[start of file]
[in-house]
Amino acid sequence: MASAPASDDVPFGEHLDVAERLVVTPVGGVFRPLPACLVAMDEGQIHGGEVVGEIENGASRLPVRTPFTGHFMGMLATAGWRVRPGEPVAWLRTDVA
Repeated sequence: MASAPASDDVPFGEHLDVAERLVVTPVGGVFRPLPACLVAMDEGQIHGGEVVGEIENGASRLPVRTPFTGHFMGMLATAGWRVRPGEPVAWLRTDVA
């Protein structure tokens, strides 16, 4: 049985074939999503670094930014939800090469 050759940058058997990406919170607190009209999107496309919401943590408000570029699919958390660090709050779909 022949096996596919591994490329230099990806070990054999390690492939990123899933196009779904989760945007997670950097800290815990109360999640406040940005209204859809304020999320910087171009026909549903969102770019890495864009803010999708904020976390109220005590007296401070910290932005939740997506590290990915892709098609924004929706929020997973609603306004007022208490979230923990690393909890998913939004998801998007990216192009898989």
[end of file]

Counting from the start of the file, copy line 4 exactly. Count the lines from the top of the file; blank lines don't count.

């Protein structure tokens, strides 16, 4: 049985074939999503670094930014939800090469 050759940058058997990406919170607190009209999107496309919401943590408000570029699919958390660090709050779909 022949096996596919591994490329230099990806070990054999390690492939990123899933196009779904989760945007997670950097800290815990109360999640406040940005209204859809304020999320910087171009026909549903969102770019890495864009803010999708904020976390109220005590007296401070910290932005939740997506590290990915892709098609924004929706929020997973609603306004007022208490979230923990690393909890998913939004998801998007990216192009898989």